Graham Bash: do not hide, do not stand aside, do not run. No, fight, fight and fight again

Stay and fight and fight again

A call that went unheeded: opening remarks by Graham Bash to LAW’s final all-members meeting

This is the greatest crisis for the Labour left in my lifetime. So many statements from left leaders and organisations are not good enough - that we have seen it all before, that this is a repeat of the 1980s, it’s business as usual, our time will come, keep your head down, wait for Labour Party conference, don’t share platforms with those expelled or members of proscribed organisations. These are not good enough.

Nor is it good enough that much of the left has so often colluded with this witch-hunt - either by allowing the narrative of ‘leftwing anti-Semitism’ to go unchallenged, by failing to support those disciplined, or by scuppering any chance of Labour left unity by refusing to engage with those who have been expelled.

Since party conference it has got worse. At conference, Leah Levane was expelled, then suspended - like getting a red card, followed by a yellow card: you couldn’t make it up! Then in the last few weeks, Jo Bird, Pamela Fitzpatrick, Norman Thomas - and me - have all been expelled. Crispin Flintoff has been suspended. I have been expelled after almost 53 years of continuous membership - a survivor of the Blair years, fighting for Labour in every general election since 1970. My crime was signing a LAW petition in January 2020 - 18 months before it was proscribed!

Yes, it is unfair. Yes, it is an outrage. Yes, I and we are angry. But that is a bit beside the point. We are collateral damage in a much bigger picture. The establishment had the fright of their lives when Corbyn became party leader. They had lost control of the Labour Party. The establishment in the party - controlling the Parliamentary Labour Party and party machinery - were determined at all costs that this would never happen again.

They got rid of Corbyn as leader - even threw him out of the PLP. But this wasn’t enough. They still had the membership to deal with - a membership that had risen to 600,000 during the Corbyn years. That is the meaning of the witch-hunt. It is a war against the members. It is a form of class war. And, if it is necessary, they will destroy the membership, break the union link and threaten the very survival of the party.

So we have to resist. Despair for a moment if you must, but despair - in the words of one Palestinian activist I met - is a luxury we cannot afford.

Over 150,000 members have left the party since the fall of Corbyn. Another 150,000 will leave unless we build a visible resistance. In the meantime our scope for action is being reduced by the day.

Does this mean we leave the Labour Party? It most certainly does not. Why do the establishment’s job for them? The party still has many, many more socialists in it than all of the left outside the party put together. We will not, must not, leave those party and trade union members who managed - even in the face of this assault on our democratic rights - to pass at conference the most radical statement on Palestine and on the Green New Deal. And please avoid the distraction of getting involved in pointless electoral adventures against Labour which leaves the balance of forces within the Labour Party and labour movement totally untouched - unless you stand a chance of winning, that is, like Jeremy Corbyn if he is forced to stand against Labour in Islington North.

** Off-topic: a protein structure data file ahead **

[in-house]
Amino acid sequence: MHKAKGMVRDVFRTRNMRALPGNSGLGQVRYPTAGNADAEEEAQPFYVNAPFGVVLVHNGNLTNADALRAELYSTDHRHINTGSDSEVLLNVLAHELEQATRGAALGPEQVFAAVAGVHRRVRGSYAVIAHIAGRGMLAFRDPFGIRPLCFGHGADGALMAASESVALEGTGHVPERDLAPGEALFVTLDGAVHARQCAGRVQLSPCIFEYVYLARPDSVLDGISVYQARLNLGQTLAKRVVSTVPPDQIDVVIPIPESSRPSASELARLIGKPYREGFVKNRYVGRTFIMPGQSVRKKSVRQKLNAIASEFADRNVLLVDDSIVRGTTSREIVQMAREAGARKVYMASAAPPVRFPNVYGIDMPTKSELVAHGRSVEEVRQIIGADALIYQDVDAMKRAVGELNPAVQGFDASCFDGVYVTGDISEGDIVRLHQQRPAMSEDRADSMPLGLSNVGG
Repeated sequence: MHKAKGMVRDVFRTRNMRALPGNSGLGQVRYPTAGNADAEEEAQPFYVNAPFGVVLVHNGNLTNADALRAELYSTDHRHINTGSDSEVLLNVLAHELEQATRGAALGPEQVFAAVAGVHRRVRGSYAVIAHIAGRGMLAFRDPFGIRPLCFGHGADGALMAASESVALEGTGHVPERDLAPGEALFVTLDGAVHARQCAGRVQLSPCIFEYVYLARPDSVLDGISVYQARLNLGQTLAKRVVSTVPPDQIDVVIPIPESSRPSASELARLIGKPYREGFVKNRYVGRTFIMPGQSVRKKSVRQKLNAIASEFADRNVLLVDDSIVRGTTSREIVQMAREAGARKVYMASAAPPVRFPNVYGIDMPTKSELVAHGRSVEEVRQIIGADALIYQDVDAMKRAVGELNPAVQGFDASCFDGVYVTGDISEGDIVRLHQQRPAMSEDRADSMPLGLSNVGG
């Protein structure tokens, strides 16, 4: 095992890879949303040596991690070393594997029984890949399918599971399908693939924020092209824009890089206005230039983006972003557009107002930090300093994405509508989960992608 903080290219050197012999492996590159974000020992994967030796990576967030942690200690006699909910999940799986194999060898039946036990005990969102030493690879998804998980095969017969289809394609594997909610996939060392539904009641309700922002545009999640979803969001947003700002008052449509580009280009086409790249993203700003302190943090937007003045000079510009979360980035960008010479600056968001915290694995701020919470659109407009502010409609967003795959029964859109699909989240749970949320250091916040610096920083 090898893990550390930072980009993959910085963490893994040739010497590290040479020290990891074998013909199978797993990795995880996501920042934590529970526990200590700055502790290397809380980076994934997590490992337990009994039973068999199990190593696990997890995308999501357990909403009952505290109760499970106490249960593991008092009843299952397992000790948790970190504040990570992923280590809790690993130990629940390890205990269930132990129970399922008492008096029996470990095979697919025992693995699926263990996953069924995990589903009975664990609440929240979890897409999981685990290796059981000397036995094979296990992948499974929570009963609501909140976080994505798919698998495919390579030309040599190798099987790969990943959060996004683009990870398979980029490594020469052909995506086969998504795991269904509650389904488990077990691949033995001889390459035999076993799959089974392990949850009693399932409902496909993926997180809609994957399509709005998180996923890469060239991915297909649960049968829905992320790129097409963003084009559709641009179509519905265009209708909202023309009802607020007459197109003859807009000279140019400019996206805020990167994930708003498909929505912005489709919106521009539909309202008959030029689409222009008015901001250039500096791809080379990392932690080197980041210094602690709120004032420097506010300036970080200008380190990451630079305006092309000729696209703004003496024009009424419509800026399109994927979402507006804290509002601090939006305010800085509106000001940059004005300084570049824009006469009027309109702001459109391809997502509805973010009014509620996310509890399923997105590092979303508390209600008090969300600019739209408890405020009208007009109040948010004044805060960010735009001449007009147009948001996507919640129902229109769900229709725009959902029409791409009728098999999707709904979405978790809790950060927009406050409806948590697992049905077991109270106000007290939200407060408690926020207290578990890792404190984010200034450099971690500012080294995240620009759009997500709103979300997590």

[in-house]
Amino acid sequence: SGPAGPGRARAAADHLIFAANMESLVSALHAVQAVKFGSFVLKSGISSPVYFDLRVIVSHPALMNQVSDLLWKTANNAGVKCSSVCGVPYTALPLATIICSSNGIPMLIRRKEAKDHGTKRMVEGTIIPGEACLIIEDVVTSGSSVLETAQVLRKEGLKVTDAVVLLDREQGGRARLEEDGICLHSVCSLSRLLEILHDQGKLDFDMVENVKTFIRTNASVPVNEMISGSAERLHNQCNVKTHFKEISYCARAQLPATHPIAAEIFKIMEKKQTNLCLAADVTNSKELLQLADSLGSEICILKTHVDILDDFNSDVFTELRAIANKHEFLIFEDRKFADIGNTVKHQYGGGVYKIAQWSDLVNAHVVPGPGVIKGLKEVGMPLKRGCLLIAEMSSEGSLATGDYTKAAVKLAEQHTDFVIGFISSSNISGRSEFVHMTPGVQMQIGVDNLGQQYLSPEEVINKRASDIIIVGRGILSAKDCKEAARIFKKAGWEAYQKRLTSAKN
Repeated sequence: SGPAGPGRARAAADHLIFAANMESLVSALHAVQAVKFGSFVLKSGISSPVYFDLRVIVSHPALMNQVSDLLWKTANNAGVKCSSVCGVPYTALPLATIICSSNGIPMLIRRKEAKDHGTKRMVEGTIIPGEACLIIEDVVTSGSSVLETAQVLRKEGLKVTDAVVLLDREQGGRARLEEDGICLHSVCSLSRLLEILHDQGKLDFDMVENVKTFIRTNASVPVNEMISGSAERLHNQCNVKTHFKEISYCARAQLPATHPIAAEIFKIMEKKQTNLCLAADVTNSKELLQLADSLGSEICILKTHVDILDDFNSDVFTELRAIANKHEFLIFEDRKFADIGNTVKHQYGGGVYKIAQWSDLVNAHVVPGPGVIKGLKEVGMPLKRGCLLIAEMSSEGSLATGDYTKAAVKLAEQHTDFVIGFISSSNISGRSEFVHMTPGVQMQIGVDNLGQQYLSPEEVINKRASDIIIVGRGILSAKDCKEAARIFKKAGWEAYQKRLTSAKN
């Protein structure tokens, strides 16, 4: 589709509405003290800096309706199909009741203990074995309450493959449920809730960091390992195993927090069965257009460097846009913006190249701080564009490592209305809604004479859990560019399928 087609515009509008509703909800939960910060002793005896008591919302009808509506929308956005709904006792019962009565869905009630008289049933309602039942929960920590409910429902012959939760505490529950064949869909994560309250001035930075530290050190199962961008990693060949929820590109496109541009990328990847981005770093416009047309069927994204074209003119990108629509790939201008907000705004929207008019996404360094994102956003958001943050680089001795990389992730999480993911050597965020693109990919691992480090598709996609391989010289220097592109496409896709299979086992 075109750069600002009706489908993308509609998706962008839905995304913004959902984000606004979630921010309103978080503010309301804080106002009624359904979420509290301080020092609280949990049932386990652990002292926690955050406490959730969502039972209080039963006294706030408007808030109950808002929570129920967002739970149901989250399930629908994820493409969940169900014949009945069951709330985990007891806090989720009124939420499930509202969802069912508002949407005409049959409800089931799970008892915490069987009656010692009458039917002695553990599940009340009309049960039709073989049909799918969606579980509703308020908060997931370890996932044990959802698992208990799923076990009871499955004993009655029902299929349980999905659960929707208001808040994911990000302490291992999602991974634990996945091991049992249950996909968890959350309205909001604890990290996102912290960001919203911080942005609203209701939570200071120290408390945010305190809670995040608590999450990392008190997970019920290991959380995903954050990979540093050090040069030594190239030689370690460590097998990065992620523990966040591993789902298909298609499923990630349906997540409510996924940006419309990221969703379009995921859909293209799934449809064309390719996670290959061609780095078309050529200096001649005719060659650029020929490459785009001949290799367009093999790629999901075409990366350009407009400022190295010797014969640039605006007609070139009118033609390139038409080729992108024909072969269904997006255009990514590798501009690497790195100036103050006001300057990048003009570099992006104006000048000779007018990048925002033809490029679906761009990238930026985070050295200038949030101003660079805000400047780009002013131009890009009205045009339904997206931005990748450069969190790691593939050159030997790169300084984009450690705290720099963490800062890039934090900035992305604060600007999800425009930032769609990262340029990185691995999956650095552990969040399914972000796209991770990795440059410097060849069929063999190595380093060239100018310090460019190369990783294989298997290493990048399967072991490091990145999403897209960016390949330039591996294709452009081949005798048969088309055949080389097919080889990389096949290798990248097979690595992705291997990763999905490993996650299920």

It may be that the fight in the Labour Party is being lost - permanently. But we must not accept this defeat - this loss of 120 years of history - without the fight of our lives.

We have to try to unite our forces where possible, but on firmer foundations - not refusing to share platforms with each other, but building a movement in which fighting the witch-hunt, and defending freedom of speech within our movement, is an integral part of our struggle.

Comrades, it has been heart-warming for me, Pamela, Jo, Leah and Crispin to receive such support and solidarity. But we must be careful not to create a hierarchy of those expelled. Yes, we are treated as the good ones, the deserving ones. Just remember those who sections of the left threw under a bus - Jackie Walker, Ken Livingstone, Marc Wadsworth, Chris Williamson, Tony Greenstein and so many others - all worthy of our support and solidarity.

I have not engaged with the resolutions before us today - and will not do so - and apologies if I am forced to leave before the conclusion. But a word of caution. We need firmness of principle, but we also need to try to reach out beyond our own small bubble. We need to go far beyond the unity that is being proposed today.

As always, the motor force of change will come from class struggle, from the fights against austerity, against racism, against climate change - in the trade unions and in the broader social movements. Our task as a left is to look outwards, build movements of resistance and try to give these political expression - within the Labour Party if we may, outside if we must.